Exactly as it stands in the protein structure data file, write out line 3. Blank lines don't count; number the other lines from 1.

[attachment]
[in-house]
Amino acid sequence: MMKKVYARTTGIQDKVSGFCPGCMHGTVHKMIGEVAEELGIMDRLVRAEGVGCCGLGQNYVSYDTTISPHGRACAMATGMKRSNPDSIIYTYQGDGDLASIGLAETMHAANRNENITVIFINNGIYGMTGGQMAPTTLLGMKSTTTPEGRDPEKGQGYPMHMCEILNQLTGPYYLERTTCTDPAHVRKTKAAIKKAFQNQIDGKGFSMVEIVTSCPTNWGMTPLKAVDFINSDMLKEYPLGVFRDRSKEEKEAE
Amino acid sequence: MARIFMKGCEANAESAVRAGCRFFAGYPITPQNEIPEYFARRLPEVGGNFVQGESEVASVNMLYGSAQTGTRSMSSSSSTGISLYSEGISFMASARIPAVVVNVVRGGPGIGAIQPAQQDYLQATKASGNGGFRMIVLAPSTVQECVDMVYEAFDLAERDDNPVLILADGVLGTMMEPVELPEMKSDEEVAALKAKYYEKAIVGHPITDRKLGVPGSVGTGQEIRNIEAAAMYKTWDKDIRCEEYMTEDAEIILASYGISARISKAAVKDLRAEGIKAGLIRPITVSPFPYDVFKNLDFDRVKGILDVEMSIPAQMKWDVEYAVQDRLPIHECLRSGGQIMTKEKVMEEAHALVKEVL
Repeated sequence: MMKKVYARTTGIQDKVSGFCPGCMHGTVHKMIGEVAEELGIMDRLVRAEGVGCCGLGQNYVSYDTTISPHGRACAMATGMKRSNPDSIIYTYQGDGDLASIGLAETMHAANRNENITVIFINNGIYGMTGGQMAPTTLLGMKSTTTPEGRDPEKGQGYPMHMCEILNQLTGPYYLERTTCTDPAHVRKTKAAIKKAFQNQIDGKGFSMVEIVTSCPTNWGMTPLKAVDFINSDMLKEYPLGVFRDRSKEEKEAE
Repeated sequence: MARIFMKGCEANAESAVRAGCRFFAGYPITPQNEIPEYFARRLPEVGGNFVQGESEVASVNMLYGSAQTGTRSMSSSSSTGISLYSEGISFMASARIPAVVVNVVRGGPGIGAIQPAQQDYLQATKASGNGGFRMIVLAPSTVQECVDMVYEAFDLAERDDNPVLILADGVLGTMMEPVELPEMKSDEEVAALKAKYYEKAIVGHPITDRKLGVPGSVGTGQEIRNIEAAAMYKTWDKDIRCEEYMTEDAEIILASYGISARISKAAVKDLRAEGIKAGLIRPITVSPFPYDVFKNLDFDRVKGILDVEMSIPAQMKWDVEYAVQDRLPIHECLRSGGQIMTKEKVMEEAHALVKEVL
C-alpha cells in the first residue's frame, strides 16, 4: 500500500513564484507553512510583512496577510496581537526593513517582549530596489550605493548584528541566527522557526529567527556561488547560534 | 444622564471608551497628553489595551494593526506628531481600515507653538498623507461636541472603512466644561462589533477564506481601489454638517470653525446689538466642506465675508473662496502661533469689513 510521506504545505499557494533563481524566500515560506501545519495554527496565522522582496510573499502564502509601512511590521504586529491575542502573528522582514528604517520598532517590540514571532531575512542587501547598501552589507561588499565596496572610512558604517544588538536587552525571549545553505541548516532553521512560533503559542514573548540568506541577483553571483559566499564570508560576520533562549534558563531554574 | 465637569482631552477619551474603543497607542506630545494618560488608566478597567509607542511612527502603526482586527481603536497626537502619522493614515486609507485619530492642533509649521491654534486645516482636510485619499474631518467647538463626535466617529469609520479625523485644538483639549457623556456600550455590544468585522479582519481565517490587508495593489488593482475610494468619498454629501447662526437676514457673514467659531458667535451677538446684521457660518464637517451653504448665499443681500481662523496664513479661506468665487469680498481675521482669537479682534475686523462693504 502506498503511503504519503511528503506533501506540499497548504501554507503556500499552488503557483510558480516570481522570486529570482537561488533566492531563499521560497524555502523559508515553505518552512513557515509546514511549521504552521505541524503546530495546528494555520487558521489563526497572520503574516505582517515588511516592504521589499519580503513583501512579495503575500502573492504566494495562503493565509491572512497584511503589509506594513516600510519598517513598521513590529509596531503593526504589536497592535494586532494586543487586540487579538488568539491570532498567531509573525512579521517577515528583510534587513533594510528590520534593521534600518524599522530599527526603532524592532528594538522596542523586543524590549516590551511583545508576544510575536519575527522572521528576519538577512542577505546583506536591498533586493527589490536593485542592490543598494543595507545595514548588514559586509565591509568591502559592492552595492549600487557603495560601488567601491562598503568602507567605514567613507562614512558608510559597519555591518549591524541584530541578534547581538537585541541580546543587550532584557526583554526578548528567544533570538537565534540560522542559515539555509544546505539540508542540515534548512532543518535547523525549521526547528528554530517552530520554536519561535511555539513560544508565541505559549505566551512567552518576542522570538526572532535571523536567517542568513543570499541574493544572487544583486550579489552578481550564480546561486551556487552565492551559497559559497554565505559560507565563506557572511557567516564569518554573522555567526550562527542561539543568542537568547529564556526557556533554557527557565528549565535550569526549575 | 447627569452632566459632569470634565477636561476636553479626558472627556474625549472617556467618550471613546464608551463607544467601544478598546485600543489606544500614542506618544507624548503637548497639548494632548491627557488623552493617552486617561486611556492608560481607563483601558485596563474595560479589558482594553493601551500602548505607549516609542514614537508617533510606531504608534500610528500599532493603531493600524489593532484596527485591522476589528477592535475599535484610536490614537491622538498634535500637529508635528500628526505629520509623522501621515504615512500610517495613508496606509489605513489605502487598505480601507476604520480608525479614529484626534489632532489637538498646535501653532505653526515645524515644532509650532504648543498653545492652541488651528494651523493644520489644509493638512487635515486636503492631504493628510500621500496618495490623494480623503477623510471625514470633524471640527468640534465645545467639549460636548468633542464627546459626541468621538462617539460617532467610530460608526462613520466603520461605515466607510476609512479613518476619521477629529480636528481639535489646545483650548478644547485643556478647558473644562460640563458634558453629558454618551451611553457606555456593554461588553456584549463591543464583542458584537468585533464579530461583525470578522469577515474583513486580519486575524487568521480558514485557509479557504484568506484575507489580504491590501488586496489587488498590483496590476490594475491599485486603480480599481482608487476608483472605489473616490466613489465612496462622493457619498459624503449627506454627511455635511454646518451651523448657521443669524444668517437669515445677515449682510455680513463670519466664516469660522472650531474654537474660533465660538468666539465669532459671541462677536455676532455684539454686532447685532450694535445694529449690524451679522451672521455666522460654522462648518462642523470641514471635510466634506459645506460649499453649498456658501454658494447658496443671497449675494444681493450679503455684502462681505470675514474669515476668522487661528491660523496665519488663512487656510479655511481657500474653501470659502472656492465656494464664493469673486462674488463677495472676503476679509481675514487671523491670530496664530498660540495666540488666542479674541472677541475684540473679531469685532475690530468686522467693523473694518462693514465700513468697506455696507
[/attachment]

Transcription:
Amino acid sequence: MARIFMKGCEANAESAVRAGCRFFAGYPITPQNEIPEYFARRLPEVGGNFVQGESEVASVNMLYGSAQTGTRSMSSSSSTGISLYSEGISFMASARIPAVVVNVVRGGPGIGAIQPAQQDYLQATKASGNGGFRMIVLAPSTVQECVDMVYEAFDLAERDDNPVLILADGVLGTMMEPVELPEMKSDEEVAALKAKYYEKAIVGHPITDRKLGVPGSVGTGQEIRNIEAAAMYKTWDKDIRCEEYMTEDAEIILASYGISARISKAAVKDLRAEGIKAGLIRPITVSPFPYDVFKNLDFDRVKGILDVEMSIPAQMKWDVEYAVQDRLPIHECLRSGGQIMTKEKVMEEAHALVKEVL